How To Hockey

How To Take a WristshotSKODA

The wrist shot is the most used shot in the game, and also results in the most goals. The wrist shot is the first shot that a hockey player should learn because it is the most versatile shot and it teaches the fundamentals of shooting that many other types of shots use. In this article you will learn the fundamentals of the wrist shot. These tips will help you have a smoother shot, more power and more accuracy. This is great if you want to learn, or improve your shot.
Proper Hand Location
hand-location
The first step to taking a good shot is making sure your hands are in the right spot. Your top hand should be in it’s standard location, on the top of the stick with the V between your thumb and index finger lined up with the top of the shaft. To line up your bottom hand – while holding the stick with your top hand – touch your elbow to your top hand and then grab the stick with your bottom hand. This is the highest that you want to hold the stick with your bottom hand. A little lower is fine.
Set-Up
Start with the puck in front of your body, knees slightly bent in the hockey stance, have your shoulder facing the target. This allows you to draw the puck across your body for more power.
Step 1 – draw the puck back
draw-puck-back
Drawing the puck back will add more power to your shot, ensure that you are still well balanced with your stance, you do not want your shot preparation to compromise your balance. As you pull the puck back you want to also load up your back leg (ensure that your back leg is bent). The puck should also be cupped with the blade of the stick to ensure the puck stays on the blade throughout the entire shot. Remember to get your hands away from your body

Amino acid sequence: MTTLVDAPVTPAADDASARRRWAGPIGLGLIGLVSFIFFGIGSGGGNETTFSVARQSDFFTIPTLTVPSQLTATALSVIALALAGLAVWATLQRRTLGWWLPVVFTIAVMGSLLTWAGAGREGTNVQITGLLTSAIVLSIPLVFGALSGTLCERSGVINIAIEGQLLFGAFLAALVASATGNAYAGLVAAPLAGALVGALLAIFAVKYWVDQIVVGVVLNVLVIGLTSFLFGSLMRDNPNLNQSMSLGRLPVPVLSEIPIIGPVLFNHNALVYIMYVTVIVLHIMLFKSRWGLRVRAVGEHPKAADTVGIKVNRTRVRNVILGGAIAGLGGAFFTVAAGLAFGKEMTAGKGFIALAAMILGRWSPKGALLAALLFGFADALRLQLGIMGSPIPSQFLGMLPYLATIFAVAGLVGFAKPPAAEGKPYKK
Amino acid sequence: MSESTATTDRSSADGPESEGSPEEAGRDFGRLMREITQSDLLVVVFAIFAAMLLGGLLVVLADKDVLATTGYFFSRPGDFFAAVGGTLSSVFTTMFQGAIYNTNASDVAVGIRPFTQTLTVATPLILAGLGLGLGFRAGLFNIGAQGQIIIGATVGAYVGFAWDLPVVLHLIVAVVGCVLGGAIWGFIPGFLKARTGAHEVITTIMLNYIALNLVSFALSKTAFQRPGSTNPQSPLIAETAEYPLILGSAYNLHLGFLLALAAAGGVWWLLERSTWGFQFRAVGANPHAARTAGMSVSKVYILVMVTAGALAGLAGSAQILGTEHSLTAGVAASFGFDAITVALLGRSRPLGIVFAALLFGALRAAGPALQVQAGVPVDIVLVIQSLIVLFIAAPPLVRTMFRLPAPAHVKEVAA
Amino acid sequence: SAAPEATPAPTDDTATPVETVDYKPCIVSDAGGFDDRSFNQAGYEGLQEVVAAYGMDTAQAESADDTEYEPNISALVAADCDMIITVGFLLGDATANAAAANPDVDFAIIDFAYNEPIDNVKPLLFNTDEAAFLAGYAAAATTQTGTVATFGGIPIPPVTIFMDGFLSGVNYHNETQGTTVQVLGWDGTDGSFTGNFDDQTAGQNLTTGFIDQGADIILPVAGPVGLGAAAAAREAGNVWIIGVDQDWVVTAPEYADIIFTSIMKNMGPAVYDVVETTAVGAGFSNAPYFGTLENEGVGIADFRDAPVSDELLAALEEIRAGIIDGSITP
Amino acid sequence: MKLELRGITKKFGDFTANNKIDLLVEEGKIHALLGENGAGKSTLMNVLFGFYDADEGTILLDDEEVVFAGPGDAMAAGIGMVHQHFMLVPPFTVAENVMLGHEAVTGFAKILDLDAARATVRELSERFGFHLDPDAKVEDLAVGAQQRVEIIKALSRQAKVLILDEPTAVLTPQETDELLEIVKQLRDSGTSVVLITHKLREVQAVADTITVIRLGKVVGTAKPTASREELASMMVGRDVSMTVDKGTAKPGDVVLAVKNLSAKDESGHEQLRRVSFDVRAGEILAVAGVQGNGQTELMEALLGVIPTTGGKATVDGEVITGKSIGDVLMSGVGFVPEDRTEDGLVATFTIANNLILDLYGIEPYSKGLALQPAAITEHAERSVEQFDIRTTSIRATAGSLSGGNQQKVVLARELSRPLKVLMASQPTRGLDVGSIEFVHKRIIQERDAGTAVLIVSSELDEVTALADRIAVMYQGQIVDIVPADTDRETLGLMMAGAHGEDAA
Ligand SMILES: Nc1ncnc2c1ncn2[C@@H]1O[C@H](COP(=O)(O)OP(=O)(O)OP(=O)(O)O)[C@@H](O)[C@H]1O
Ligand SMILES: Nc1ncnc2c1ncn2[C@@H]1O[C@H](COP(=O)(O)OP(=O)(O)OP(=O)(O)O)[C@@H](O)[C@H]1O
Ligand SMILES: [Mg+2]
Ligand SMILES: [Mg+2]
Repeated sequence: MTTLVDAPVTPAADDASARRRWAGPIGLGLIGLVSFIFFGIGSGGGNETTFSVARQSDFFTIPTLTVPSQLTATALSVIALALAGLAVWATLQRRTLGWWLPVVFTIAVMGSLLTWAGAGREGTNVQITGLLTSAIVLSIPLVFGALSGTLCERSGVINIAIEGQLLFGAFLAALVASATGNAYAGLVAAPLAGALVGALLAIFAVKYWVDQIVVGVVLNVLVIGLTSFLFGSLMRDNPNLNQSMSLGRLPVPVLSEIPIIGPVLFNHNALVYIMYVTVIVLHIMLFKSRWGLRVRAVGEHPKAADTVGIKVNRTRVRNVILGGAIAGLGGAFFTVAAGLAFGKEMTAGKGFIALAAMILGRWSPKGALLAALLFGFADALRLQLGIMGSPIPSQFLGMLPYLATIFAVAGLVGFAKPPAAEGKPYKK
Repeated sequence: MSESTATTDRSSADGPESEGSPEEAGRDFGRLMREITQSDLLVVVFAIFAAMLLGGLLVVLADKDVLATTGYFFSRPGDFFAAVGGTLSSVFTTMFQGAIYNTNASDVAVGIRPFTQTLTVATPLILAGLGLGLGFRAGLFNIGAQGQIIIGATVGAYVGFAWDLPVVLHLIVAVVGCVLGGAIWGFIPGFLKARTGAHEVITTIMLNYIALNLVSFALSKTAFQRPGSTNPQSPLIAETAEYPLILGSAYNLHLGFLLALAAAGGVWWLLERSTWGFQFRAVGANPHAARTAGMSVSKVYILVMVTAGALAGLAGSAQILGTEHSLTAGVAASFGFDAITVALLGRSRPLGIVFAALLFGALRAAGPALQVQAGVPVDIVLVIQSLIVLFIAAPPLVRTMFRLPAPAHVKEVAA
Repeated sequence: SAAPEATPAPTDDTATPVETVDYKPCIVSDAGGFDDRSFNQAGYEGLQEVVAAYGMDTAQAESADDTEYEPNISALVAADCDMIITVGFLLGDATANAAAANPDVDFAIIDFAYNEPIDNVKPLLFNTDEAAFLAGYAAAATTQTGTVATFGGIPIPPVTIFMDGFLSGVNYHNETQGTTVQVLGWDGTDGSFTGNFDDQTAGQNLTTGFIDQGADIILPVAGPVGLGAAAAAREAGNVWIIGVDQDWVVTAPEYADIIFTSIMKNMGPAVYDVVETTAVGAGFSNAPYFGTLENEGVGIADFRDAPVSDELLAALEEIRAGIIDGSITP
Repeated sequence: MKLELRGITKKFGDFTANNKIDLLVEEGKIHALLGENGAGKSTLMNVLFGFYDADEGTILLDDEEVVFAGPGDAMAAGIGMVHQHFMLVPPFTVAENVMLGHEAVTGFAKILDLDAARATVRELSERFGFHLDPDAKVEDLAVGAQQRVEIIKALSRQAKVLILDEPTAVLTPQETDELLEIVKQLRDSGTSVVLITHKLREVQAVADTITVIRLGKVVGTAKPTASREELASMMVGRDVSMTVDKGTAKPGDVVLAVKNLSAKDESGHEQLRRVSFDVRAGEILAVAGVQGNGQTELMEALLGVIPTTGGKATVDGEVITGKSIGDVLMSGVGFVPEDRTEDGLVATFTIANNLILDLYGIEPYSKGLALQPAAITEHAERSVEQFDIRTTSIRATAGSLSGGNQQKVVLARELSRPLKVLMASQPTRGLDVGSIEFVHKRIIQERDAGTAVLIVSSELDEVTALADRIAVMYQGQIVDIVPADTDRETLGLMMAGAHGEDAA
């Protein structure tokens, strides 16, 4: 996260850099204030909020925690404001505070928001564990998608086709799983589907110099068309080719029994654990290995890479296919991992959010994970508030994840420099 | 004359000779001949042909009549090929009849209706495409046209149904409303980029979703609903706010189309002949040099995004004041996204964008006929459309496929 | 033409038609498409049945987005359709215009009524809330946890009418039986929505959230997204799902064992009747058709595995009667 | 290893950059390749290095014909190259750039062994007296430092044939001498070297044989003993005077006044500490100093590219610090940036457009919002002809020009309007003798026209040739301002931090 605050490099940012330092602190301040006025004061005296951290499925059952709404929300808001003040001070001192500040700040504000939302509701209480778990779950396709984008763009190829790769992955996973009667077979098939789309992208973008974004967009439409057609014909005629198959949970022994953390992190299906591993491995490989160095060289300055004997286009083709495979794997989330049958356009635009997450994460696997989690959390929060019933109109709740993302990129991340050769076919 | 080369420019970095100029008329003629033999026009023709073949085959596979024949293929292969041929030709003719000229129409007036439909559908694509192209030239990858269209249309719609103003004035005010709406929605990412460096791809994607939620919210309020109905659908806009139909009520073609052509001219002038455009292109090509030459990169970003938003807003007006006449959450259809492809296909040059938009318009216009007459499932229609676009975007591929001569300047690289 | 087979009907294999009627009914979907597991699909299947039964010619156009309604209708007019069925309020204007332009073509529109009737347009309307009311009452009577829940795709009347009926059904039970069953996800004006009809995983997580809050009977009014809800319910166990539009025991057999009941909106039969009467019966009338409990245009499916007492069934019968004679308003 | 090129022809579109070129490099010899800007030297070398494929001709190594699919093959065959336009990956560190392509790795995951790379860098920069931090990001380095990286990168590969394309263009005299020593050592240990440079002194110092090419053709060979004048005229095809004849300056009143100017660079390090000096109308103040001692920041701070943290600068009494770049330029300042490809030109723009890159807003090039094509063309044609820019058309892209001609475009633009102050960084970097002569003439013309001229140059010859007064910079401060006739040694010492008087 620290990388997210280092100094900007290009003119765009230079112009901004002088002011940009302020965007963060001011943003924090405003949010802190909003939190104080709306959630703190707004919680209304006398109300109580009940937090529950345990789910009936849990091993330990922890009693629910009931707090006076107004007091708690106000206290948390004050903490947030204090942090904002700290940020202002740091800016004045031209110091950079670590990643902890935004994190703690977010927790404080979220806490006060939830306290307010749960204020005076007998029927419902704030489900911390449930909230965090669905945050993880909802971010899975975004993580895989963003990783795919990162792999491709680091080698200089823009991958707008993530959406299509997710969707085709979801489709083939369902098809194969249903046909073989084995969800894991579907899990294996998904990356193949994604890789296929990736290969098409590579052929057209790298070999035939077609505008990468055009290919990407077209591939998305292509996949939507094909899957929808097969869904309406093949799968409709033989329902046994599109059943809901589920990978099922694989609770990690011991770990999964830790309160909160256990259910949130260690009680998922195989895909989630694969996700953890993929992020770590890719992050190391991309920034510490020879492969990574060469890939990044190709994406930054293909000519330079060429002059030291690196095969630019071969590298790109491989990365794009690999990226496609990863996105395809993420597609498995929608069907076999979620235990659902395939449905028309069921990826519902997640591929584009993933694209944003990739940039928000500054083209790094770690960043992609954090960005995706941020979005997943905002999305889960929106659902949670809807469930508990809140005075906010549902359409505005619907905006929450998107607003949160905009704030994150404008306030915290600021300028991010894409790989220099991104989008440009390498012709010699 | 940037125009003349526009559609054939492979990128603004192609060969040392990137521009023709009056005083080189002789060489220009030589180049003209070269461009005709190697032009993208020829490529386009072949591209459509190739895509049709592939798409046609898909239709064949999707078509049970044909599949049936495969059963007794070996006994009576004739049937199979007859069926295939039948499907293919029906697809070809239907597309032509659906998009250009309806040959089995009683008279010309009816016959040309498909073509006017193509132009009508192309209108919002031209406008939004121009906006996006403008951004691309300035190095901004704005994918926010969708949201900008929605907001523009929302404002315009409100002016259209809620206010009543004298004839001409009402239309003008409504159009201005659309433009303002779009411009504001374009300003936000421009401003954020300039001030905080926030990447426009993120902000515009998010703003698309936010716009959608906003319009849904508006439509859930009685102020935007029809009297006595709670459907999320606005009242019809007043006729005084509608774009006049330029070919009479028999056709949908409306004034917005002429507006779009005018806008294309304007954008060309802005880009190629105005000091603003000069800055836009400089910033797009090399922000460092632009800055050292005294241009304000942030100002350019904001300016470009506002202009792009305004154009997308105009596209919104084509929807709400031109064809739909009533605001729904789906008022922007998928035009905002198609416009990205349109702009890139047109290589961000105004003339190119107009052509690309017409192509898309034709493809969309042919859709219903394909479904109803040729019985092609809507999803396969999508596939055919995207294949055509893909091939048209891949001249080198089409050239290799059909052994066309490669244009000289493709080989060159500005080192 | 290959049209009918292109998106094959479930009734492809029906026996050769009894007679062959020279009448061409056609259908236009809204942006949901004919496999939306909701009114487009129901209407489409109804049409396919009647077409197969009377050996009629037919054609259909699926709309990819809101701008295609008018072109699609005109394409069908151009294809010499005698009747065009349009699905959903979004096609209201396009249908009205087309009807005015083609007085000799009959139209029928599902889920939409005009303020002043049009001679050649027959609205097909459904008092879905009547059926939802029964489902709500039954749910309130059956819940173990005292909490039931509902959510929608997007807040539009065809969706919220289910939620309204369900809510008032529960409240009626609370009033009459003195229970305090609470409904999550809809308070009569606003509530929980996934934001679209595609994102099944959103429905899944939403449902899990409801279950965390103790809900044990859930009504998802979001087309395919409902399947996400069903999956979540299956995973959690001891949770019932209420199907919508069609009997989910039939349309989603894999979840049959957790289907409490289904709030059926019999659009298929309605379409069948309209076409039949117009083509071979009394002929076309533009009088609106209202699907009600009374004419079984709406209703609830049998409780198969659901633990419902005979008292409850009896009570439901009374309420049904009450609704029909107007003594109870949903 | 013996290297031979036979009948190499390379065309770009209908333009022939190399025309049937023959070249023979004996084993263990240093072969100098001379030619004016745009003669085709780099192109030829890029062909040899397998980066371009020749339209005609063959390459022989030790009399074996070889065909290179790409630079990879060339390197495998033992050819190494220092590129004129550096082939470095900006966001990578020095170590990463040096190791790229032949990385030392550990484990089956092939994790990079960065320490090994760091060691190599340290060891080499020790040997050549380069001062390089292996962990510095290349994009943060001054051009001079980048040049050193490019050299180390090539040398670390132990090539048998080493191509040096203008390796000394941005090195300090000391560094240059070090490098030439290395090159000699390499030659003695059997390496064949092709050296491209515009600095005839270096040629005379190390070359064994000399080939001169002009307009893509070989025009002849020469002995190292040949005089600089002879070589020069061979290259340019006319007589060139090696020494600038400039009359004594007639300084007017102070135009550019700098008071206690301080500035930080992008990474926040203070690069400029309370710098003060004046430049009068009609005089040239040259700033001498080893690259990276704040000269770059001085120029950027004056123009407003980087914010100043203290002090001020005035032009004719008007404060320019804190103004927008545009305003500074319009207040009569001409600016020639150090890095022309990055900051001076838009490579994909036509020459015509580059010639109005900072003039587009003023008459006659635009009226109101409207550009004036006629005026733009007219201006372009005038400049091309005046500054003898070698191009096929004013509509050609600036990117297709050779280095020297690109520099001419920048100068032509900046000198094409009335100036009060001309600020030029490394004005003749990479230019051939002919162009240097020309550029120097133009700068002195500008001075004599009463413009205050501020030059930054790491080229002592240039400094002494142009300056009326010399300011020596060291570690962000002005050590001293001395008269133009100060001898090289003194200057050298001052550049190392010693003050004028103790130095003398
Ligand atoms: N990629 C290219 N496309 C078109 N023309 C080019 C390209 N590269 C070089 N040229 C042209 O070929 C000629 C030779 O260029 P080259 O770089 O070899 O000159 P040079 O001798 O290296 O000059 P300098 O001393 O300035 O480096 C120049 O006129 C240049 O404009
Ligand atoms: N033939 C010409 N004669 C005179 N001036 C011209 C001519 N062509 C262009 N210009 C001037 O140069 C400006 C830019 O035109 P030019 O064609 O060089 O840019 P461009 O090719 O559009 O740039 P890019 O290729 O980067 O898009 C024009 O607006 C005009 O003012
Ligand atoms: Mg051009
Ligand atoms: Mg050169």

Step 2 – Pull the puck towards the net
With both hands pull the puck towards the net, and slightly in towards your body. This adds speed to the puck, and bringing the puck in towards your body a bit will allow you to lean on the stick a bit and flex it. Flexing the stick will add potential energy into the stick, which will be released later in the shot and give the shot more power. As you are pulling the puck towards the net your hands will move across your body and the blade of the stick should naturally open up, which will later allow the puck to come off the ice.
Step 3 – The snap
release
Once the puck is lined up with your front foot you are ready to “pull the trigger”. You want to really pull back with the top hand and push with the bottom hand. This motion adds a lot of extra power onto the shot, remember to also roll your wrists during this motion for better control and accuracy.
Step 4 – the follow through
follow-through
The follow through should dictate where the puck goes. If you follow through low and roll your wrists over the puck will stay low, if you follow through high and do not roll the wrists over as much the puck will go higher (possibly over the net, so be careful)

Wrist Shot Video Lesson

Embed video here http://www.youtube.com/watch?v=MqYx_FYiAAg
Additional tips for power
Remember that in all shots power comes from the legs, core, arms, weight transfer, and the stick. Understanding how each of these elements add power to the shot will help you use each one together for more power. Some situations on the ice will require more use of the legs and weight transfer, while other situations may require more power from the arms and stick. Work on using all parts of the body, and the stick, to get more power in your shot and try isolating each part of your body during practice so you understand how to harness the power.
Additional tips for Accuracy

  • Look where you are shooting – it is amazing how easy it is to hit a target if you just look at it. This is especially important during practice, train yourself to look at the target when you shoot.
  • Practice shooting from different distances so you can be accurate from all areas of the ice
  • Don’t just aim for the corners, there are other great spots to score, like just over the goalies pads and the 5 hole (between the goalies legs)

Coach Jeremy

Subscribe to the How To Hockey Newsletter